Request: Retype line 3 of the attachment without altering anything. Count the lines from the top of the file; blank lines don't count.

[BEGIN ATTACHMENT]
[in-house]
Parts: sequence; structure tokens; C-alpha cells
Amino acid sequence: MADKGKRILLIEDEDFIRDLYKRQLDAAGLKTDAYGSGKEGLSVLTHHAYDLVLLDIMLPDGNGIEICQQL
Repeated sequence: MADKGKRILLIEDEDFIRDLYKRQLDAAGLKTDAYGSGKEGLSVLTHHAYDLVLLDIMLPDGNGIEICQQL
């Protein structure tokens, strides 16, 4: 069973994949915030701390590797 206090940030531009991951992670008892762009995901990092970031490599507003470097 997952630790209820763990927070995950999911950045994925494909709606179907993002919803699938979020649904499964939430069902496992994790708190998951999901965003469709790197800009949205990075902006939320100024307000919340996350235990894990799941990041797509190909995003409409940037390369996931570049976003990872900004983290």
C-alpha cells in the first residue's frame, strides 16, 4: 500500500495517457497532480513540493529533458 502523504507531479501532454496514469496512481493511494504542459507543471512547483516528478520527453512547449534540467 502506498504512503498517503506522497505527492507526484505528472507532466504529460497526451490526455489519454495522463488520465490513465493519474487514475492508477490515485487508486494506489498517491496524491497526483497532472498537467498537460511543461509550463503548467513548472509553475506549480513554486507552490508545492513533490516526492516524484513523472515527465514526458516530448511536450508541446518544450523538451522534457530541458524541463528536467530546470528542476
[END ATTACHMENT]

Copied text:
Amino acid sequence: MADKGKRILLIEDEDFIRDLYKRQLDAAGLKTDAYGSGKEGLSVLTHHAYDLVLLDIMLPDGNGIEICQQL